Cell-Scale Modeling to Probe Mechanobiology during Early Cortical Development


  • Adam Lonnberg Indiana University School of Medicine
  • Kara Garcia Indiana University School of Medicine




Background/Objective: During early cerebral cortex development, neurons form from proliferative glial cells near the ventricular (apical) surface, then migrate along radial glial scaffolds to the cortical surface. In species with wrinkled brains, the presence of basal radial glial cells (bRGCs), radial glial cells which have detached from the ventricular surface, is correlated to the process of gyrification. While mechanical forces are also involved in gyrus creation, the link between the mechanical and biological aspects of this process remains unelucidated. In this study, we hypothesized that radial tension may lead to the production of gyri via the intermediary creation of bRGCs.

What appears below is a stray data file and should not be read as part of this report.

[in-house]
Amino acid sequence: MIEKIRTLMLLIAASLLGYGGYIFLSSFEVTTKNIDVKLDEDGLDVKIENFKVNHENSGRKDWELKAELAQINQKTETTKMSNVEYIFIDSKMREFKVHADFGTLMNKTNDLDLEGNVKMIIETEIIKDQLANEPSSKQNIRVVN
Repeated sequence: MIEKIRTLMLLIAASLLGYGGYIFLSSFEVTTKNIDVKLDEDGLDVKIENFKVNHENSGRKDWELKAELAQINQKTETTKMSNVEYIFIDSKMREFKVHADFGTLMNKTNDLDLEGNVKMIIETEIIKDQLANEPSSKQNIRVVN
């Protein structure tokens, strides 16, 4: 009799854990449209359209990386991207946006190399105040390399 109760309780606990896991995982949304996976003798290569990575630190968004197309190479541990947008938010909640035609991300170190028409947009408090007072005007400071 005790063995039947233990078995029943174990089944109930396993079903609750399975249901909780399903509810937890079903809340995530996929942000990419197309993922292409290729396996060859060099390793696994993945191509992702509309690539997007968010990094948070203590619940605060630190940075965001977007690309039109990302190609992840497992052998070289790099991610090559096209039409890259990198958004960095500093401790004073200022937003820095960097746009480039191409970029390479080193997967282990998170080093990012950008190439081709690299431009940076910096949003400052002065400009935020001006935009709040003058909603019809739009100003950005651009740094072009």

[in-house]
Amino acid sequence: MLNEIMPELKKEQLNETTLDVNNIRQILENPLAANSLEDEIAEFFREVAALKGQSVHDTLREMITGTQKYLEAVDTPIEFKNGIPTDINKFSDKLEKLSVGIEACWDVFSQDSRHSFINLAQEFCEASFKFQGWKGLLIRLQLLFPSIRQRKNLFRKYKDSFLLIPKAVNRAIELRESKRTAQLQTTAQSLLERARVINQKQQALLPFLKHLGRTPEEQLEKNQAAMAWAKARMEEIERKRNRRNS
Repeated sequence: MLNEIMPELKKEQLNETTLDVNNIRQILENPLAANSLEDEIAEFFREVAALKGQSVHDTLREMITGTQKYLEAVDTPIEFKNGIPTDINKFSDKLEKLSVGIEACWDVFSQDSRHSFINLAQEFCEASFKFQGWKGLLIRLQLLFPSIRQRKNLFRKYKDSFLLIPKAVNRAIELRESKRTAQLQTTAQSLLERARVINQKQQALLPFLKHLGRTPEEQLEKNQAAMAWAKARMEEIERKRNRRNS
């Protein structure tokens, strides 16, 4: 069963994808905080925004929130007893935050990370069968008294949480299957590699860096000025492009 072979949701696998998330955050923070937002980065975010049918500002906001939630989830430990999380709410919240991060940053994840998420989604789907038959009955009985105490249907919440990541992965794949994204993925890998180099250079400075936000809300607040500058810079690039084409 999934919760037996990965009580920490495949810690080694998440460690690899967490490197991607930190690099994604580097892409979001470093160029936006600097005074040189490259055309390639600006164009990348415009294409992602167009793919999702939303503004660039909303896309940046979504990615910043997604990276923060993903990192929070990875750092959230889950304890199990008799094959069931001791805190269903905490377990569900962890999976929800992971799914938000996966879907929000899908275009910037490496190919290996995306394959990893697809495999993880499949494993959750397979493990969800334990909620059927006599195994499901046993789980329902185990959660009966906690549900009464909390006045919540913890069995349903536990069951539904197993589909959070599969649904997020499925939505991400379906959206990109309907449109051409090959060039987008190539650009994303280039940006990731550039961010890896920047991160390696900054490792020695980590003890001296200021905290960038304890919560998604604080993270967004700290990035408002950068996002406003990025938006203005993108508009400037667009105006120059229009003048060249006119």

Methods: To test this hypothesis, the cell-level modeling software CX3D was used to simulate a system in which radial tension acts on radial glial cells (RGCs), facilitating the semi-stochastic production of bRGCs during the process of neocortex development. The outcome of this model was contrasted with a control case in which bRGCs were not allowed to form, and the two models were compared based upon the presence of neurons on the basal surface. 

Results: The production of bRGCs via tension corresponded to a significant increase in the presence of neurons on the pial surface, even if the total number of glial cells—and thus total number of neurons generated—remained constant. Additionally, the likelihood of neurons moving more basally was found to be significantly greater in the presence of bRGCs. 

Conclusion and Potential Impact: These results were interpreted to be indications of early gyrus formation. Thus, this study showed that bRGCs—and, ultimately, gyri—may arise from mechanical tension, indicating a possible link between the biological and mechanical explanations of gyrus formation. By providing an alternative lens through which to understand cortical folding, this may have implications for future lines of inquiry, which may expand our understanding of neuro-pathologies associated with misfolding, such as autism and epilepsy. 

Author Biography

Kara Garcia, Indiana University School of Medicine

Department of Radiology and Imaging Sciences